There is even the odd season when most ice doesn't thicken enough to skate on. That's never the case, however, with the Mabel. Its bed is insulated by the brush that surrounds it, like a beer cooler, so once it freezes it seems to absorb more cold and freeze even deeper. Snow left to melt on the surface of the slough will eventually freeze as well, causing leprous disfigurements—welts and pits and hedgerows, or the crumbly, porous stuff we call Crackers, or even the bulbous, lumpy outrage called Casserole. The object of snow management is Glaze, that flawless, diaphanous glass that can only be laid down when rain or thaw is followed by a hard freeze. Or when I can summon the energy to flood the ice from a hole I've chopped.
Of course, I knew none of this the day the restored Mabel was finally frozen and ready for business. I thought I was ready too. It had been three decades, but I was convinced that skating was as indelible a muscle memory as riding a horse. For a week the weather had been clear and sharp, with subfreezing lows and small melts in the afternoons. I put on knee pads and went down to the Mabel with a pair of old hockey skates bandaged with duct tape. I laid the skates on my lawn chair and walked onto the ice in my rubber pig-farmer boots with the sort of mincing steps you'd employ on a ledge. Radish cocked his head like a bird and pawed at the hard thing his swimming hole had become. As usual, he started barking. After I'd gone a few steps there was a groan as the Mabel adjusted to my weight and a rumbling crack that echoed back from the Bitterroot Range on the other side of the river. But after this scare I walked the length of my ice without incident, and then back, looking for devious blue creases. What I did find was Glaze nine inches thick. My pulse was racing. There was no longer any excuse to put it off.
I laced my skates and stepped forth with ankles wobbling and feet that felt bound. From the start there was forward motion, halting at first, no faster than a runaway Rascal in a nursing home hallway, but velocity that increased as I gained confidence. Then it all came back: the angle of the stroke, the bent knees and stooped posture, the gliding rhythm. A neighbor doing breakfast dishes in her trailer looked up, startled to see someone in the backyard. Or maybe what alarmed her was the sight of a middle-aged man on skates. Her husband was off sleepwalking through a 12-hour shift at the paper mill. I waved, happy to be here instead of there.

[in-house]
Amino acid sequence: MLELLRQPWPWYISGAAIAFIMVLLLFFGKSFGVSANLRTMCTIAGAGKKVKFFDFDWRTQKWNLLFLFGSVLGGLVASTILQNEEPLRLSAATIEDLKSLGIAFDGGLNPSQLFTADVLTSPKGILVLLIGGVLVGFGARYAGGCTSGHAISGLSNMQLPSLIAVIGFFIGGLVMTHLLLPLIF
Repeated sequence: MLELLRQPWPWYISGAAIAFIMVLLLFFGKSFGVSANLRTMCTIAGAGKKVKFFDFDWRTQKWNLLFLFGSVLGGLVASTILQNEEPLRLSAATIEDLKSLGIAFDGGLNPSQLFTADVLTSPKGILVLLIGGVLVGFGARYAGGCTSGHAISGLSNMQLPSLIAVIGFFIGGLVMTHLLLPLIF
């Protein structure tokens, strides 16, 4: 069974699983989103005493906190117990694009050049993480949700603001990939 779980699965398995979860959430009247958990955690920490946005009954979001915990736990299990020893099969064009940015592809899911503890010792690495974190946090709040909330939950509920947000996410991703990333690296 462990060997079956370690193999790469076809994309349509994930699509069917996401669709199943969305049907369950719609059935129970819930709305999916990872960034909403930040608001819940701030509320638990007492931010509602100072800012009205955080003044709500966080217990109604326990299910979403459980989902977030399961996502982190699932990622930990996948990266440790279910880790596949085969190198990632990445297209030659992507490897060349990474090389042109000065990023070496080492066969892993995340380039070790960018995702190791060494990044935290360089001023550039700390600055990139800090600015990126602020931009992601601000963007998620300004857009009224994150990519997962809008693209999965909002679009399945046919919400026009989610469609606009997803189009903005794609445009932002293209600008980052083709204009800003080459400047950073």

I tried some backward skating, which I had begun to learn as a kid because not knowing how put you at a disadvantage in hockey. But when my feet nearly went out from under me, I decided I wasn't ready yet for anything in reverse. Plowing ahead, I skated six laps, about three miles, and then stumbled over to my chair, winded. My ankles would no longer support me. Sweat rolled down my spine. I whispered to my thudding heart, Whoa, there, big fella.
I woke up the next morning to discover that a foot of wet snow had fallen overnight, with a ton more still coming down. In the Jungle, a four-acre briar patch between the Mabel and the river, the fireberry hawthorns were bent double under the weight.
I didn't worry about the effect of the blizzard on the Mabel because I didn't know enough yet to worry. And besides, my feet were too sore to skate anyway. But when I walked down that afternoon to admire my fine green Glaze again, I was horrified to discover that not only had the snow not been blown away as it always was on the Sand Coulee, but the weight of it had fractured the ice and flooded the snow. That night the temperature dropped to zero. Next morning my Mabel was ridged and pocked and zitted, worthless to anyone except the whitetails that crossed it to get from the forest to our haystack. But by the end of the week a warm rain smoothed the Mabel's skin, and when the temperatures dropped again my beautiful Glaze was back.
The next time it snowed I was all over the Mabel at once with a shovel. I soon gave up the notion that I could clean off a quarter-mile of ice by hand, but after a couple of hours I had opened enough to skate laps. Then the shovel broke. Kitty came down once to watch me sweat and steam in the sun.
"I'm training for the Elfstedentocht," I gasped.
"The skating race in Holland. You know, from city to city."
At dinner I looked up from my corn bread to find her staring at me. "What."
"So you're going to waste all morning every time it snows?"
"Waste?" I said, patting my belly. "Yuppie scum pay good money for this kind of workout."
"Then why don't you shovel the driveway?"
Of course, fitness had nothing to do with it. But I couldn't explain the emancipation I felt when I skated on the Mabel, because I didn't understand it myself. I hoped its source was something profound, and not just a cliché: I was taking up juvenile sports in order to ward off the implications of my approaching 50th birthday and its promise of the desiccation to come; or I just wanted to feel again the breathless ardor a child feels as the game begins; or I was bored with the unfinished man I'd become and had fallen in love with the happy boy I now believed I had been. I figured it wouldn't take much of a shrink to identify the disenchantment with adult life underlying my affair with the Mabel and my reawakened love of skating, but where would that get me? I'd still have to clear off the ice. The solution, I realized, was way more cost-effective than therapy: Sears.